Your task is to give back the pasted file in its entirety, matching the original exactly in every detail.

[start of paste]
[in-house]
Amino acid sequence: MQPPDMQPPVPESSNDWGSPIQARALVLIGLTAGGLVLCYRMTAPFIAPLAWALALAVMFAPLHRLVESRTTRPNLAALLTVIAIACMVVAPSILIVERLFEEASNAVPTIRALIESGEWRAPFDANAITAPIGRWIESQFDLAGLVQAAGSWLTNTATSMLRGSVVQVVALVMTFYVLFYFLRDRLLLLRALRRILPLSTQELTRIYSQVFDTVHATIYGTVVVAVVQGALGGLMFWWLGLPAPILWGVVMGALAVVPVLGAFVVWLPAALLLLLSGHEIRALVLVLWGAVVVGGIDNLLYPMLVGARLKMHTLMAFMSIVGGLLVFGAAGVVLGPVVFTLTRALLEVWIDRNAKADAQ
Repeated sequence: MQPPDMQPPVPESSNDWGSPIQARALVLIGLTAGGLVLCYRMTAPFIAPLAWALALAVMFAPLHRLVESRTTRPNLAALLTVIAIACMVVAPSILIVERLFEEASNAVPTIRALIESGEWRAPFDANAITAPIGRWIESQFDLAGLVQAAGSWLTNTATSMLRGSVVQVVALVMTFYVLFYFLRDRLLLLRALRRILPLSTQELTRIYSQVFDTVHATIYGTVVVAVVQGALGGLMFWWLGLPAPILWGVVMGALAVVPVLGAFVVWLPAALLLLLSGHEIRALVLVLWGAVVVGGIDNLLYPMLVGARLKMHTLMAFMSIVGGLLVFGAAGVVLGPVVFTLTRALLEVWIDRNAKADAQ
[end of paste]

[in-house]
Amino acid sequence: MQPPDMQPPVPESSNDWGSPIQARALVLIGLTAGGLVLCYRMTAPFIAPLAWALALAVMFAPLHRLVESRTTRPNLAALLTVIAIACMVVAPSILIVERLFEEASNAVPTIRALIESGEWRAPFDANAITAPIGRWIESQFDLAGLVQAAGSWLTNTATSMLRGSVVQVVALVMTFYVLFYFLRDRLLLLRALRRILPLSTQELTRIYSQVFDTVHATIYGTVVVAVVQGALGGLMFWWLGLPAPILWGVVMGALAVVPVLGAFVVWLPAALLLLLSGHEIRALVLVLWGAVVVGGIDNLLYPMLVGARLKMHTLMAFMSIVGGLLVFGAAGVVLGPVVFTLTRALLEVWIDRNAKADAQ
Repeated sequence: MQPPDMQPPVPESSNDWGSPIQARALVLIGLTAGGLVLCYRMTAPFIAPLAWALALAVMFAPLHRLVESRTTRPNLAALLTVIAIACMVVAPSILIVERLFEEASNAVPTIRALIESGEWRAPFDANAITAPIGRWIESQFDLAGLVQAAGSWLTNTATSMLRGSVVQVVALVMTFYVLFYFLRDRLLLLRALRRILPLSTQELTRIYSQVFDTVHATIYGTVVVAVVQGALGGLMFWWLGLPAPILWGVVMGALAVVPVLGAFVVWLPAALLLLLSGHEIRALVLVLWGAVVVGGIDNLLYPMLVGARLKMHTLMAFMSIVGGLLVFGAAGVVLGPVVFTLTRALLEVWIDRNAKADAQ